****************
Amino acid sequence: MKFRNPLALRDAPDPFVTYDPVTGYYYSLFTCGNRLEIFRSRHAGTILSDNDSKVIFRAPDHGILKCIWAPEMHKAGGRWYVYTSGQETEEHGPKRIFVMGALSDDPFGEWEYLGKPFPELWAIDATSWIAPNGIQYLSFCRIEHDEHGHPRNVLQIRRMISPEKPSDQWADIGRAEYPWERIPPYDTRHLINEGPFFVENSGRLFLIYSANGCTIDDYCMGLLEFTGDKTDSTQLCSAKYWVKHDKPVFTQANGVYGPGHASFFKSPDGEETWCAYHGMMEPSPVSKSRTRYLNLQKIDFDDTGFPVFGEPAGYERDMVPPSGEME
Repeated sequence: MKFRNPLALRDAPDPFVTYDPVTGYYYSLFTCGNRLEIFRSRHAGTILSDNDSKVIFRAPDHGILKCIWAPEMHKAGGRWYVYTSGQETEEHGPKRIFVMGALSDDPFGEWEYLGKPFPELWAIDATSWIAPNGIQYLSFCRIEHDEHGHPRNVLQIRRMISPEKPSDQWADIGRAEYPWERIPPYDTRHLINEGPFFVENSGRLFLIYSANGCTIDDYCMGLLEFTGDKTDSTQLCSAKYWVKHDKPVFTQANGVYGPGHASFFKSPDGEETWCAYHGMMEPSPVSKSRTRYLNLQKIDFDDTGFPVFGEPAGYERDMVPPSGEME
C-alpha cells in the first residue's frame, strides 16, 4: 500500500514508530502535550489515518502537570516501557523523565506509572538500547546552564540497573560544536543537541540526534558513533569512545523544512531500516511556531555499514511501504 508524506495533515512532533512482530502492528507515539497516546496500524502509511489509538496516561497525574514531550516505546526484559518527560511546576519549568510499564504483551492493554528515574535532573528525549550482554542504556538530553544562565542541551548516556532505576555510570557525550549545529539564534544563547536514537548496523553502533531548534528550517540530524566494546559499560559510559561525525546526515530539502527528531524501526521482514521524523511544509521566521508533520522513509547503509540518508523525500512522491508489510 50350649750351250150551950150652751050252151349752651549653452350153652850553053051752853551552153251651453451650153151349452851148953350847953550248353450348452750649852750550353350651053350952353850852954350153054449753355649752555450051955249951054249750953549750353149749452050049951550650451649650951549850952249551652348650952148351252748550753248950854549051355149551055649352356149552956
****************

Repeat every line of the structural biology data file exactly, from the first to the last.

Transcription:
Amino acid sequence: MKFRNPLALRDAPDPFVTYDPVTGYYYSLFTCGNRLEIFRSRHAGTILSDNDSKVIFRAPDHGILKCIWAPEMHKAGGRWYVYTSGQETEEHGPKRIFVMGALSDDPFGEWEYLGKPFPELWAIDATSWIAPNGIQYLSFCRIEHDEHGHPRNVLQIRRMISPEKPSDQWADIGRAEYPWERIPPYDTRHLINEGPFFVENSGRLFLIYSANGCTIDDYCMGLLEFTGDKTDSTQLCSAKYWVKHDKPVFTQANGVYGPGHASFFKSPDGEETWCAYHGMMEPSPVSKSRTRYLNLQKIDFDDTGFPVFGEPAGYERDMVPPSGEME
Repeated sequence: MKFRNPLALRDAPDPFVTYDPVTGYYYSLFTCGNRLEIFRSRHAGTILSDNDSKVIFRAPDHGILKCIWAPEMHKAGGRWYVYTSGQETEEHGPKRIFVMGALSDDPFGEWEYLGKPFPELWAIDATSWIAPNGIQYLSFCRIEHDEHGHPRNVLQIRRMISPEKPSDQWADIGRAEYPWERIPPYDTRHLINEGPFFVENSGRLFLIYSANGCTIDDYCMGLLEFTGDKTDSTQLCSAKYWVKHDKPVFTQANGVYGPGHASFFKSPDGEETWCAYHGMMEPSPVSKSRTRYLNLQKIDFDDTGFPVFGEPAGYERDMVPPSGEME
C-alpha cells in the first residue's frame, strides 16, 4: 500500500514508530502535550489515518502537570516501557523523565506509572538500547546552564540497573560544536543537541540526534558513533569512545523544512531500516511556531555499514511501504 508524506495533515512532533512482530502492528507515539497516546496500524502509511489509538496516561497525574514531550516505546526484559518527560511546576519549568510499564504483551492493554528515574535532573528525549550482554542504556538530553544562565542541551548516556532505576555510570557525550549545529539564534544563547536514537548496523553502533531548534528550517540530524566494546559499560559510559561525525546526515530539502527528531524501526521482514521524523511544509521566521508533520522513509547503509540518508523525500512522491508489510 50350649750351250150551950150652751050252151349752651549653452350153652850553053051752853551552153251651453451650153151349452851148953350847953550248353450348452750649852750550353350651053350952353850852954350153054449753355649752555450051955249951054249750953549750353149749452050049951550650451649650951549850952249551652348650952148351252748550753248950854549051355149551055649352356149552956